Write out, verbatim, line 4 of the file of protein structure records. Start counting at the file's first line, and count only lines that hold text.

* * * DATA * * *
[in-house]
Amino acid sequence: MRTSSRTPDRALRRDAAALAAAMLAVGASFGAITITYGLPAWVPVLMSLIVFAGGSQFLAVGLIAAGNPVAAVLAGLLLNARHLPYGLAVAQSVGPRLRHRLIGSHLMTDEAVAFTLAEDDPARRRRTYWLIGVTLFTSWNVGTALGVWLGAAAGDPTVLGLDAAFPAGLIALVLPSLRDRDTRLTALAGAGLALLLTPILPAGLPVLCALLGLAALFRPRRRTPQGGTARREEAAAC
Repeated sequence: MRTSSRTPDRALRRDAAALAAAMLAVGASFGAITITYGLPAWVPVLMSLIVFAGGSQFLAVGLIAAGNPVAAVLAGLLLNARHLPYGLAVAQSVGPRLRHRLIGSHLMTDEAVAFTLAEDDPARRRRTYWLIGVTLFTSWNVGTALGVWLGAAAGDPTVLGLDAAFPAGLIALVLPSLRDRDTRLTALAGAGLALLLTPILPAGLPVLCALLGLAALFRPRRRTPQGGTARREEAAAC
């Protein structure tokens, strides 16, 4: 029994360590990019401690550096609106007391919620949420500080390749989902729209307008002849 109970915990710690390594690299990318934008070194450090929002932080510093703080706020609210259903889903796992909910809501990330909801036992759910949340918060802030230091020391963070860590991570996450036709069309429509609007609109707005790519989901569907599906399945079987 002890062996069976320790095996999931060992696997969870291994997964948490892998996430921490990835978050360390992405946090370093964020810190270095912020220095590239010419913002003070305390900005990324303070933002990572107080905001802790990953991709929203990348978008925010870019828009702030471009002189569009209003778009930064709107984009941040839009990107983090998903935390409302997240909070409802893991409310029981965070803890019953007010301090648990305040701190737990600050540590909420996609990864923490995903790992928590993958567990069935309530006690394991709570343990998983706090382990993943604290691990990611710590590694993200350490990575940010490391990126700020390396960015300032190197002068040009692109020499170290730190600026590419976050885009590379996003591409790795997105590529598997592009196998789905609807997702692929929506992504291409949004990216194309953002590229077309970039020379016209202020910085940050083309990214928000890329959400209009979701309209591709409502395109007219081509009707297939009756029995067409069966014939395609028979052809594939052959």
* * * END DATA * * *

């Protein structure tokens, strides 16, 4: 029994360590990019401690550096609106007391919620949420500080390749989902729209307008002849 109970915990710690390594690299990318934008070194450090929002932080510093703080706020609210259903889903796992909910809501990330909801036992759910949340918060802030230091020391963070860590991570996450036709069309429509609007609109707005790519989901569907599906399945079987 002890062996069976320790095996999931060992696997969870291994997964948490892998996430921490990835978050360390992405946090370093964020810190270095912020220095590239010419913002003070305390900005990324303070933002990572107080905001802790990953991709929203990348978008925010870019828009702030471009002189569009209003778009930064709107984009941040839009990107983090998903935390409302997240909070409802893991409310029981965070803890019953007010301090648990305040701190737990600050540590909420996609990864923490995903790992928590993958567990069935309530006690394991709570343990998983706090382990993943604290691990990611710590590694993200350490990575940010490391990126700020390396960015300032190197002068040009692109020499170290730190600026590419976050885009590379996003591409790795997105590529598997592009196998789905609807997702692929929506992504291409949004990216194309953002590229077309970039020379016209202020910085940050083309990214928000890329959400209009979701309209591709409502395109007219081509009707297939009756029995067409069966014939395609028979052809594939052959």